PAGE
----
When we follow a character’s journey, his or her emotions and thoughts must be believable and clear if we are to completely emotionally invest in both the character and the journey. This tenet holds true even if that journey spans or skips over a great period of time, in which the character gets older and undergoes change. It most certainly applies to adaptations of extraordinary true stories like Saroo Brierley’s, which is recounted on the big screen in the film Lion. Garth Davis’ picture is a solid production wielding some emotionally stirring punches, yet there’s this sense that it isn’t as extraordinary as the story it seeks to tell – which lies in how it handles the character of adult Saroo.
Essentially a tale of two halves, the film struggles to find an emotional balance the farther it moves along. The first half takes place in India and follows the child Saroo (Sunny Pawar) as he finds himself separated from his family, who are hundreds of miles away. The second skips ahead by two decades, where the adult Saroo (Dev Patel) – now adopted and residing in Australia – attempts to utilize Google Earth in an effort to be reunited with his family. Davis handles the first half well, as he efficiently imparts the close bonds that Saroo shares with his family and also captures the boy’s loneliness and terror as he traverses the unfamiliar city of Calcutta (now known today as Kolkata) where no one understands his native dialect. It’s the second half where he, along with screenwriter Luke Davies, runs into problems. The prospect of reuniting with his family shakes Saroo, and it affects his relationships with his adopted family and girlfriend Lucy (Rooney Mara). This leads to an emotional turmoil that doesn’t feel genuine, as it basically forces him to act how the script directs him to. At one point, he breaks into a tirade about his peers’ privilege that comes out of nowhere since he never deals with it beforehand. Furthermore, the film doesn’t provide a convincing reason why he keeps his adopted family in the dark about his actions. Quite frankly, the adult Saroo can be rather unlikable, which would be fine if he’s compelling, but he’s not since the drama around him feels so artificial. It’s clear that Saroo’s emotional struggle is meant to stem from an identity crisis he had since getting lost as a child, but the film doesn’t communicate that very well. Perhaps Davies and Garth would fare better had they started the story with the adult Saroo and utilized flashbacks to show his experiences as a child, thus providing a clear, distinct link between his past and his present inner unrest.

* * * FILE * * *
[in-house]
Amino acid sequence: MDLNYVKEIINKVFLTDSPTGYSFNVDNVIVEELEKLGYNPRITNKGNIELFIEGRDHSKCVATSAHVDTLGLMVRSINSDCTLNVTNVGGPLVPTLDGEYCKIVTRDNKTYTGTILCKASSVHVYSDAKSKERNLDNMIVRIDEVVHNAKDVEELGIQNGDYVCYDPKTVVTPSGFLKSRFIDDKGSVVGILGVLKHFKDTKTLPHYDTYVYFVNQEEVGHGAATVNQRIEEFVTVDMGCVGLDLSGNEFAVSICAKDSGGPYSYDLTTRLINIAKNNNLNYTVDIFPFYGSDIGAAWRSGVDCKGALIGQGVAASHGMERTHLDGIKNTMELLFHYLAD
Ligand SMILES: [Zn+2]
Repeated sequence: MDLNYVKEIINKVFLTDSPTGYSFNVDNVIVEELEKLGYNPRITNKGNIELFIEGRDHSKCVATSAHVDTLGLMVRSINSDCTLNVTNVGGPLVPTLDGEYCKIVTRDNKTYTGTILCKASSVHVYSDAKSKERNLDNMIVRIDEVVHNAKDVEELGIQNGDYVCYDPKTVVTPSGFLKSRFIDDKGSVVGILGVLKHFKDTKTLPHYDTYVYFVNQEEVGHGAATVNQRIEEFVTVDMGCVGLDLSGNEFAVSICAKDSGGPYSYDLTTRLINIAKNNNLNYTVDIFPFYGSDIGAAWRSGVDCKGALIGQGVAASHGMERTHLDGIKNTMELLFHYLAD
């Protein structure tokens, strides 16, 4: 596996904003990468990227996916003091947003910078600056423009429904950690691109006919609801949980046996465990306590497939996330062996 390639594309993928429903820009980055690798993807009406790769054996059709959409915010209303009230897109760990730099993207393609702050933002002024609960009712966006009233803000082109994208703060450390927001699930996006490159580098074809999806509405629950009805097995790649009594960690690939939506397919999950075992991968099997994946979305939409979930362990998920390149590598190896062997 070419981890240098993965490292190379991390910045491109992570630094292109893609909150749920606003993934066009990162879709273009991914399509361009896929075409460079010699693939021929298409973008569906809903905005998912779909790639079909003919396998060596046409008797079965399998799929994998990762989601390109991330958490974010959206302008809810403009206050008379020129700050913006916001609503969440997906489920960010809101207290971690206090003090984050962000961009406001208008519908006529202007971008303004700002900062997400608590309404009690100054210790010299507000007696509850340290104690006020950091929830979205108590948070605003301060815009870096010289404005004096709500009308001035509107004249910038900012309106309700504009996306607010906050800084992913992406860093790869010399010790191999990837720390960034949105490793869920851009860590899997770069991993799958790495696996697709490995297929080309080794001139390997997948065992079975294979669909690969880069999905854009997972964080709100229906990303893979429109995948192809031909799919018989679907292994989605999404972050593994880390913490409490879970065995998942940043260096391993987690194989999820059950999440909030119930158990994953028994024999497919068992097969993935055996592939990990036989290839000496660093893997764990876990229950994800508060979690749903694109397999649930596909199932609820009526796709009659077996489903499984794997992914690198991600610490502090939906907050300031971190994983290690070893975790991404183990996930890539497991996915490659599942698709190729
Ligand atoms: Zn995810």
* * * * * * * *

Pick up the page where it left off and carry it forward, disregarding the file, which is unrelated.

There’s a dependable cast at work here, though the quality of a performance depends on how well-written the character is. Pawar effortlessly brings out child Saroo’s bright personality when in the company of his family, and his large expressive eyes reveal the character’s emotions, though his attempts at physical anguish surprisingly come few and far between. Patel nails the frustration of the brooding adult Saroo and also takes any opportunity to highlight his more lighthearted side. Though the material arguably underserves the actor for most of the film, it does offer him a reprieve in the form of an emotionally charged climax, and he seizes it with gusto. Lucy drifts in and out of the plot, and in no way does she ever come across as a fully realized character. Mara commands the screen at certain moments, but she never quite settles into the story since she’s constantly at the script’s beck and call. As Saroo’s adopted mother Sue, Nicole Kidman quietly radiates gentleness and warmth, and she’s heartwrenching in one particular scene that almost turns the film into a celebration of motherhood. Saroo has two brothers here, with one being his actual brother Guddu (Abhishek Bharate) and the other his adopted brother Mantosh (child played by Keshav Jadhav and adult by Divian Ladwa). Bharate does well by developing an easygoing chemistry with Pawar, though both Jadhav and Ladwa fares about the same as Mara in that Mantosh seems like an afterthought whose arc feels incomplete.
Mirroring the story, the film’s craft shines in the first half before dropping off in the second. Davis appears inspired when telling child Saroo’s account, as the director assumes his perspective when taking in the world around him. Typically shooting sequences from a low angle, he invites us into Saroo’s mind so we can feel his emotions and understand his reactions, with the cacophony of the Calcutta city life and the swift cuts enhancing the experience immensely. When it comes to the adult Saroo’s perspective, Davis seems short of ideas, which shows in his rather limited range in visually communicating this half of the story. That’s not to say that his direction is terrible for this part, but it feels pedestrian and safe compared to that in the first half. Even the key scenes come across as typical and staged “Hollywood” moments as opposed to ones that unfold organically. Cinematographer Greig Fraser goes wide with its shots, and they effectively impart the scale of the world relative to Saroo in the first half. His use of the God’s-eye view is a nice touch, as it feels like we’re looking at the environment through Google Earth. The score, composed by Hauschka and Dustin O’Halloran, appropriately tugs at the heartstrings.
All in all, Lion is just fine. It diligently recounts Saroo’s story to solid results, yet it doesn’t transform it into a fully fledged cinematic and emotional experience. Does the film live up to said story? Arguably not. Is that necessarily a bad thing? No. It just is what it is.
* Photos courtesy of The Weinstein Company